A major P3 the firm is now involved in is the once-troubled SH 130 in central Texas, a 41-mile highway linking Georgetown and San Antonio. The toll road went bankrupt when revenue did not meet projections, and emerged from Chapter 11 with new ownership, Strategic Value Partners. The firm hired Louis Berger to operate and maintain the roadway.
While SH 130 had its problems, it is still representative of what Louis Berger and Dormsjo see on the long-term horizon — a healthy secondary market in maturing infrastructure assets. As the original investors in P3s — infrastructure and construction companies — cycle out of the assets, new kinds of owners — pension funds and insurance companies — cycle in.
“We find that market intriguing,” Dormsjo said. “We see that transition into long-term life cycle management as an opportunity to be helpful.”
Here’s how it works.
A P3 is built, and the original investors manage the asset through the high-risk period, say for the first seven to 10 years when the reward is also high. When, in Dorsmjo’s words, the asset is “de-risked,” the original owners sell to a different breed of buyer, those looking for a more stable asset.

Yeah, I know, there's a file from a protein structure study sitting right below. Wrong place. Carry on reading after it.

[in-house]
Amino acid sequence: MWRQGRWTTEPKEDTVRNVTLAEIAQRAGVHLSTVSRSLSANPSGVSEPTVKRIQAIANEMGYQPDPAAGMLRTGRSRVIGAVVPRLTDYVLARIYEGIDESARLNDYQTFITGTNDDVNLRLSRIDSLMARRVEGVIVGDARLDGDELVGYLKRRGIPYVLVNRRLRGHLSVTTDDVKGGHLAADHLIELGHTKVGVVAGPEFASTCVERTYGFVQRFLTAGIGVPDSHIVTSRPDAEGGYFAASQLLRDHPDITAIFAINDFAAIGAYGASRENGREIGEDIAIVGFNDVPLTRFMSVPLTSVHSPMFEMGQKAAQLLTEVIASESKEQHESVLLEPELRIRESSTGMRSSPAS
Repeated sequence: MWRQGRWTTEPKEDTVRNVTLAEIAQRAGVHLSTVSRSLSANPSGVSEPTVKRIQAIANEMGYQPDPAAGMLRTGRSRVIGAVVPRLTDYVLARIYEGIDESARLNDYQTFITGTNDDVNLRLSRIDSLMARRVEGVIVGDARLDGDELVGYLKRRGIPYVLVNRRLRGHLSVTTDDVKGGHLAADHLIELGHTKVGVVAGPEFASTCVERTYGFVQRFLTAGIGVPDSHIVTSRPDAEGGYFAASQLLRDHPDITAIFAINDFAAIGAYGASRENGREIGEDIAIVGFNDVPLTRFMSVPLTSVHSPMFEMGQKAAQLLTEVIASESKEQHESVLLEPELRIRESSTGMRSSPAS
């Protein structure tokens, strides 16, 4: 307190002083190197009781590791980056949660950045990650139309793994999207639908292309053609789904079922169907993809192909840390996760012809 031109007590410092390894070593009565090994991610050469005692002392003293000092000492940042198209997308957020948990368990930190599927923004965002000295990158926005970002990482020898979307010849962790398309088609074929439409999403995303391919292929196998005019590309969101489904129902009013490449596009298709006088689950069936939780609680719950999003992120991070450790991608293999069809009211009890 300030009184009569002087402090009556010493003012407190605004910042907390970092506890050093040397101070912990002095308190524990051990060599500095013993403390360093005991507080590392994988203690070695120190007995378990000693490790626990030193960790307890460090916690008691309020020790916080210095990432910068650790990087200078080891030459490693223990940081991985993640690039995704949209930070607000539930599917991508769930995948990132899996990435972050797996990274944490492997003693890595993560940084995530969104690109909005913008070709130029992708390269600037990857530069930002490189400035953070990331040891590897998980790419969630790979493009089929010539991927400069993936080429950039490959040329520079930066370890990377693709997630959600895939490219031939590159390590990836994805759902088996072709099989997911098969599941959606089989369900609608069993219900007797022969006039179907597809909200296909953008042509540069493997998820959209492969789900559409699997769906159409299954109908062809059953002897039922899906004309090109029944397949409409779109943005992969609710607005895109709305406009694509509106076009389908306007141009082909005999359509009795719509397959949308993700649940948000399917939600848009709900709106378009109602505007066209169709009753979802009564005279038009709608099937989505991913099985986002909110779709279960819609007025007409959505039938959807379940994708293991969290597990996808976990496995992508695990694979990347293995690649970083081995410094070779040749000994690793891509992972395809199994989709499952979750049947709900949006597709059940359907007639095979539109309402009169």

“The profile, from a risk perspective, changes,” Dormsjo said. “It’s the maturation of the asset.”
As a preview of what Dormsjo expects to happen in the United States, one must look no further than Canada, a country with perhaps the most well-defined P3 industry in the world. SNC-Lavalin, the largest engineering firm in Canada, announced this summer that it had agreed to sell five assets for about $208 million to BBGI, a Luxembourg-based investment company.